Types of Casting Defects & its Remedies
Casting is a process that carries a risk of failure throughout the entire process of completing the finished product. Hence, necessary action should be taken during the manufacturing of cast products so that defect-free parts are obtained. Most casting defects are concerned with process parameters. Hence, one has to control the process parameter to achieve zero defect parts. Casting defect analysis is the process of finding the root causes of the occurrence of defects in the rejection of casting and taking the necessary steps to reduce the defects and improve the casting yield. In this review paper, an attempt has been made to provide all casting-related defects with their causes and remedies.
During the process of casting, there is always a chance that a defect will occur. Minor defects can be easily salvaged, but high rejection could lead to significant change at a high manufacturing cost. Therefore, it is essential to identify the exact root cause and its remedies.
The common defects in grey and ductile iron castings are:
A blowhole is a cavity defect that is also divided into a pinhole and a subsurface blowhole. A pinhole is a very tiny hole. Subsurface blowholes can only be seen after machining. Gases are entrapped during the solidification of a metal in the casting, which results in a rounded or oval blowhole as a cavity. Frequently associated with slag or oxides. The defects are nearly always located in the cope part of the mould, in poorly vented pockets and undercuts.
sand inclusion and slag inclusion are also called scab or blacking scab. They are inclusion defects. Irregularly formed sand inclusions, close to the casting surface, combined with metallic protuberances at other points. Sand inclusion is one of the most frequent causes of casting rejection. It is often difficult to diagnose, as these defects generally occur in widely varying positions and are therefore very difficult to attribute to a local cause. Areas of sand are torn by the metal stream and float to the surface of the casting because they cannot be wet by the molten metal. Sand inclusions frequently appear in association with CO blowholes and slag particles. Sand inclusions can also be trapped under the casting surface in combination with metal oxides and slag and only become visible after machining. If a loose section of sand is washed away from one part of the mould, metallic protuberances will occur here and must be removed.
A misrun defect is a kind of incomplete casting defect that causes the casting to be uncompleted. The edge of the defect is round and smooth. When the metal is unable to fill the mould cavity completely, it leaves an unfilled portion called a misrun. A cold shunt is called when two metal streams do not fuse together properly.
- Adjust the proper pouring temperature.
- Modify design.
- Modify the gating system.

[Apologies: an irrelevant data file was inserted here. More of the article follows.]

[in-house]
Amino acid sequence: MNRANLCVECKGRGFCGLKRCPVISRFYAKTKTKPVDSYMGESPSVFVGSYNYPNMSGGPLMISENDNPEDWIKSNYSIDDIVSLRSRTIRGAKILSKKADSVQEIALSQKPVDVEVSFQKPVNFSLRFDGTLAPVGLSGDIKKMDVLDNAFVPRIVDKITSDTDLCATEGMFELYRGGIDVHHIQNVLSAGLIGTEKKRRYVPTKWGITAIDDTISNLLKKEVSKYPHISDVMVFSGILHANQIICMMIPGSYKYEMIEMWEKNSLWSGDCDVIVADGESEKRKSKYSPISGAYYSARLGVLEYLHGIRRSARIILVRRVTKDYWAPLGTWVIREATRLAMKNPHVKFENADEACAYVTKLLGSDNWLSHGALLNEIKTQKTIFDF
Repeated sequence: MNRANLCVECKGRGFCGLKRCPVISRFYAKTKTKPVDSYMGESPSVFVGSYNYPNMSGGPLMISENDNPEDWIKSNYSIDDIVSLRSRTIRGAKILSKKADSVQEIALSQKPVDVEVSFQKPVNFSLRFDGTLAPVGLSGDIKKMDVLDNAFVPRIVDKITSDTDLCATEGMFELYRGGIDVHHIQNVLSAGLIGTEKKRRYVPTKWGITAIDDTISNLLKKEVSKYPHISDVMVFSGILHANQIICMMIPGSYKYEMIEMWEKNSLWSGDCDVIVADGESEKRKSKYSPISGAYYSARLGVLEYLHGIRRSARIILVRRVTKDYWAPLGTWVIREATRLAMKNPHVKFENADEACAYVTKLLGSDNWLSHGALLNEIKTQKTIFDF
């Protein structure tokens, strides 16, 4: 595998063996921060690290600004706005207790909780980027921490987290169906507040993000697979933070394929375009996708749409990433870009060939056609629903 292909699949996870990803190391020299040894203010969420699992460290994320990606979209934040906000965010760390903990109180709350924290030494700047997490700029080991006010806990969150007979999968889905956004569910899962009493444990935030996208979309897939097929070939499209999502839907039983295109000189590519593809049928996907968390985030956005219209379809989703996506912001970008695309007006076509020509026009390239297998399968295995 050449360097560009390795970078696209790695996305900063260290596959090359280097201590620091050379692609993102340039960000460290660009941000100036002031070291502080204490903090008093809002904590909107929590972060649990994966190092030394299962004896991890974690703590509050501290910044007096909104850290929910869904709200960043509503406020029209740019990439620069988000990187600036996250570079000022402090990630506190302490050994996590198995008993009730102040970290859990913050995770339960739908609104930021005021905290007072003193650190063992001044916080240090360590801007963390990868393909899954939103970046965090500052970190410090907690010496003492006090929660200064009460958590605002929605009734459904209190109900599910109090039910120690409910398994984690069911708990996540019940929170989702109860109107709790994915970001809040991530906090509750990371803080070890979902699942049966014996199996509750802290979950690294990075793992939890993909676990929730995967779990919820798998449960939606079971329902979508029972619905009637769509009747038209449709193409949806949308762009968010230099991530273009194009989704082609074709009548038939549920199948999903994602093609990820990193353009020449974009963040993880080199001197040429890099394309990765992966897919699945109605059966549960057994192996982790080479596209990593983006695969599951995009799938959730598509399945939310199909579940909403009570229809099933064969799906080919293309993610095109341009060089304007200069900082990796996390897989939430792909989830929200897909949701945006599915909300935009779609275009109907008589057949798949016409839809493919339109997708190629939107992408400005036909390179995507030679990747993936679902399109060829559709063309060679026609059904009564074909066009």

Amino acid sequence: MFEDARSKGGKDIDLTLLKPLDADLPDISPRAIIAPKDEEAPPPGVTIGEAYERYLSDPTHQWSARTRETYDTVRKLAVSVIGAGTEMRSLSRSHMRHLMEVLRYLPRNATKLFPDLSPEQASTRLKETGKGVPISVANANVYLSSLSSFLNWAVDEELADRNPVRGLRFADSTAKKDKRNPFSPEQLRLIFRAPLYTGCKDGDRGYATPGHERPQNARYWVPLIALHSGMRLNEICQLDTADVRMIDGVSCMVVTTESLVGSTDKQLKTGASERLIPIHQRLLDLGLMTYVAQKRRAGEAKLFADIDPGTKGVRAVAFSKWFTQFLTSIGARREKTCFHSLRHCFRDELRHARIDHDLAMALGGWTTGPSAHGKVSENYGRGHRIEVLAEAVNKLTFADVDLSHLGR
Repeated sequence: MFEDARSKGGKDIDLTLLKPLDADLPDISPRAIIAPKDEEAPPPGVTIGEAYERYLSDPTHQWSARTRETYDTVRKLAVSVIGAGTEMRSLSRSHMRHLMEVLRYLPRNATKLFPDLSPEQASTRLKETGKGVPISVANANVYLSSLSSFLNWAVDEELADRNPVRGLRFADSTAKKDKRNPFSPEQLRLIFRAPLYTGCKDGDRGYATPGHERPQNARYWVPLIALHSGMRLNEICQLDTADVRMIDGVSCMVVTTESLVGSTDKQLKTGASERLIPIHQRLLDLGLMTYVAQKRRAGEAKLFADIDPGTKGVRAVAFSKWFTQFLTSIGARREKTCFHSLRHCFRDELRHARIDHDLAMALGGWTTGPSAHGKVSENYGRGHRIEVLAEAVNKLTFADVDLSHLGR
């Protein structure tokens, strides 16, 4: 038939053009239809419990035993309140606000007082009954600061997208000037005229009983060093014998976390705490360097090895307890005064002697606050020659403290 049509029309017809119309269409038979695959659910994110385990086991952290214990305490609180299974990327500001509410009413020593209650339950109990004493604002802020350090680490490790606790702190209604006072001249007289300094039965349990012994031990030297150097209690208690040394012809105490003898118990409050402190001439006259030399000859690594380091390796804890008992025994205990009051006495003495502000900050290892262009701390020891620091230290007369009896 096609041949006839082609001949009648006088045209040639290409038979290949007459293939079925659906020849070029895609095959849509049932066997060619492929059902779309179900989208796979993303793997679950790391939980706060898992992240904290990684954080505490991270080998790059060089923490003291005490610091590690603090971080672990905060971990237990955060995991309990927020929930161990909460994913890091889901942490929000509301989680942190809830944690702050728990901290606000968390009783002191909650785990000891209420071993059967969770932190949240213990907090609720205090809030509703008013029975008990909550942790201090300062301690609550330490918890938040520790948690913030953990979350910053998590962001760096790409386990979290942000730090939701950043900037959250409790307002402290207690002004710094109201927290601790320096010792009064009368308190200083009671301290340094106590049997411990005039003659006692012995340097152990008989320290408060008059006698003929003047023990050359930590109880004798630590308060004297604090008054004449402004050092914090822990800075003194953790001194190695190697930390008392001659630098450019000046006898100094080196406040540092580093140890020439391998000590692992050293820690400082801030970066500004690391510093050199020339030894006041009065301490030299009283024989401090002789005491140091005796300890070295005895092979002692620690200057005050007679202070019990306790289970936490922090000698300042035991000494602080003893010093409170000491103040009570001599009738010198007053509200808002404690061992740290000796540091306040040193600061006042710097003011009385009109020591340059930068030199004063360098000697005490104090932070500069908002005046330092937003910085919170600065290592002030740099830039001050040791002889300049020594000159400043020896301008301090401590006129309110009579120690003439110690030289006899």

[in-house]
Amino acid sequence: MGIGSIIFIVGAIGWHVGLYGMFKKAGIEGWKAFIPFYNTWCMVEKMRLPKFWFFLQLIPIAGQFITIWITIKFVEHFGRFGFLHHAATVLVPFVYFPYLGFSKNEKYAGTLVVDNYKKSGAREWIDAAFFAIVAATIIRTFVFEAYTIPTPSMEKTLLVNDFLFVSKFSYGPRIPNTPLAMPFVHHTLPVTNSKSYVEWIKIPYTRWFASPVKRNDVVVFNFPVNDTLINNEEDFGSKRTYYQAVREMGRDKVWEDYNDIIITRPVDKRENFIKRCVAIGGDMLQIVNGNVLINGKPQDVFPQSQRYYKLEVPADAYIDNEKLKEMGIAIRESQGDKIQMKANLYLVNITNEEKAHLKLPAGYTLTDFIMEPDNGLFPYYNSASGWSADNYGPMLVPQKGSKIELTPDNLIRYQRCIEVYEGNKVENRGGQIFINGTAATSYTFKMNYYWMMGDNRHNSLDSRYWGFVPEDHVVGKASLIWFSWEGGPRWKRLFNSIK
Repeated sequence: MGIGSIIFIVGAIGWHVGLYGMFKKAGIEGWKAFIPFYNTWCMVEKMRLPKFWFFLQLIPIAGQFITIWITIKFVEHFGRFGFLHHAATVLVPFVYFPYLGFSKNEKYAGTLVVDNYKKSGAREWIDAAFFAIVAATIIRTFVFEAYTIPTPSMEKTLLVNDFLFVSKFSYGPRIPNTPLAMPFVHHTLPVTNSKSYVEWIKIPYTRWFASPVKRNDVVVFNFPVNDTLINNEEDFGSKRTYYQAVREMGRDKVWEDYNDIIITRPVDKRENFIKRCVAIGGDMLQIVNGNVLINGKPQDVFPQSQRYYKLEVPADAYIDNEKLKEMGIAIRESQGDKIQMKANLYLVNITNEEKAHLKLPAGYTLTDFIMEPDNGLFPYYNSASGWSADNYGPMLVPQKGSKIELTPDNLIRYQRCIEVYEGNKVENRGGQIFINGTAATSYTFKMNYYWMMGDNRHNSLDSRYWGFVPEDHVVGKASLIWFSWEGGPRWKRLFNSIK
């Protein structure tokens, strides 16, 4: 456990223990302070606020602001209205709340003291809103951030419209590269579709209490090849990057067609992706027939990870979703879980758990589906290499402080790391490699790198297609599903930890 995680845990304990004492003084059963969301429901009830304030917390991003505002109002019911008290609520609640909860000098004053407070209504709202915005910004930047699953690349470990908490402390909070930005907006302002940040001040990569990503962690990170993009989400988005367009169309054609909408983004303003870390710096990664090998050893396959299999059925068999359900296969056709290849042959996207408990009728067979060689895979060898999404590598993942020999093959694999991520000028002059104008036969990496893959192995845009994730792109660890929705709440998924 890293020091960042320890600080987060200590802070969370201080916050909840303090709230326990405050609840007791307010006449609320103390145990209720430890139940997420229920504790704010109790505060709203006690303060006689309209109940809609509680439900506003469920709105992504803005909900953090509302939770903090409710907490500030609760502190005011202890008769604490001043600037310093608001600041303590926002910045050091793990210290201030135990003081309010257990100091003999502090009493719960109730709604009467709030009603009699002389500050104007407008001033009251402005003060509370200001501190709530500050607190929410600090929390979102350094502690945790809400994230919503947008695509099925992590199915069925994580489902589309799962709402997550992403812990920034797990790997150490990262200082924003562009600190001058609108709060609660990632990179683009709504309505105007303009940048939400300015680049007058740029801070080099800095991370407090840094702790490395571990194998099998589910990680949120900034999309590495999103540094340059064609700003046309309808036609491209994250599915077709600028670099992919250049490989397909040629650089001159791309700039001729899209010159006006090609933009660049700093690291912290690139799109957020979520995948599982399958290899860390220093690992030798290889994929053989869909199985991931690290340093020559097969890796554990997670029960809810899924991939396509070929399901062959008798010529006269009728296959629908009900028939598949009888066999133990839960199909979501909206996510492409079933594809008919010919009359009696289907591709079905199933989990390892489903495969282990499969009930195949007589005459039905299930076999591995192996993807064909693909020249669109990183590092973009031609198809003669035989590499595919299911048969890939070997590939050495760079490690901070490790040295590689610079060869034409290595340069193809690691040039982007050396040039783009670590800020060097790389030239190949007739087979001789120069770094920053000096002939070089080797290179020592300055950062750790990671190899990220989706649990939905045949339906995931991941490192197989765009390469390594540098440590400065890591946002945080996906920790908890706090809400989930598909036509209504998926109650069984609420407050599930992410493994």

The gas can be from trapped air, hydrogen dissolved in alloys, moisture from water-based die lubricants, or steam from cracked cooling lines. Air is present in the cavity before the shot. It can easily be trapped as the metal starts to fill the cavity. The air is then compressed as more and more metal streams into the cavity, and the pressure rises. When the cavity is full, it becomes dispersed as small spheres of high-pressure air. The swirling flow can cause them to become elongated.
- Increase the metal-pouring temperature.
- Modify the metal composition to improve fluidity.
- Pour metal as rapidly as possible without interruption. Improve mould filling through modification.
- to running and gating systems.
- Remove slag from the metal surface.
Shrinkage defects occur when feed metal is not available to compensate for shrinkage as the metal solidifies. Shrinkage defects can be split into two different types: open shrinkage defects and closed shrinkage defects. Open shrinkage defects are open to the atmosphere; therefore, as the shrinkage cavity forms, air compensates. There are two types of open-air defects: pipes and caved surfaces. Pipes form at the surface of the casting and burrow into the casting, while caved surfaces are shallow cavities that form across the surface of the casting. Closed shrinkage defects, also known as shrinkage porosity, are defects that form within the casting. Isolated pools of liquid form inside solidified metal, which are called hot spots. The shrinkage defect usually forms at the top of the hot spots. They require a nucleation point, so impurities and dissolved gas can induce closed shrinkage defects. The defects are broken up into macroporosity and microporosity (microshrinkage), where macroporosity can be seen by the naked eye and microporosity cannot.
The general technique for eliminating shrinkage porosity is to ensure that liquid metal under pressure continues to flow into the voids as they form.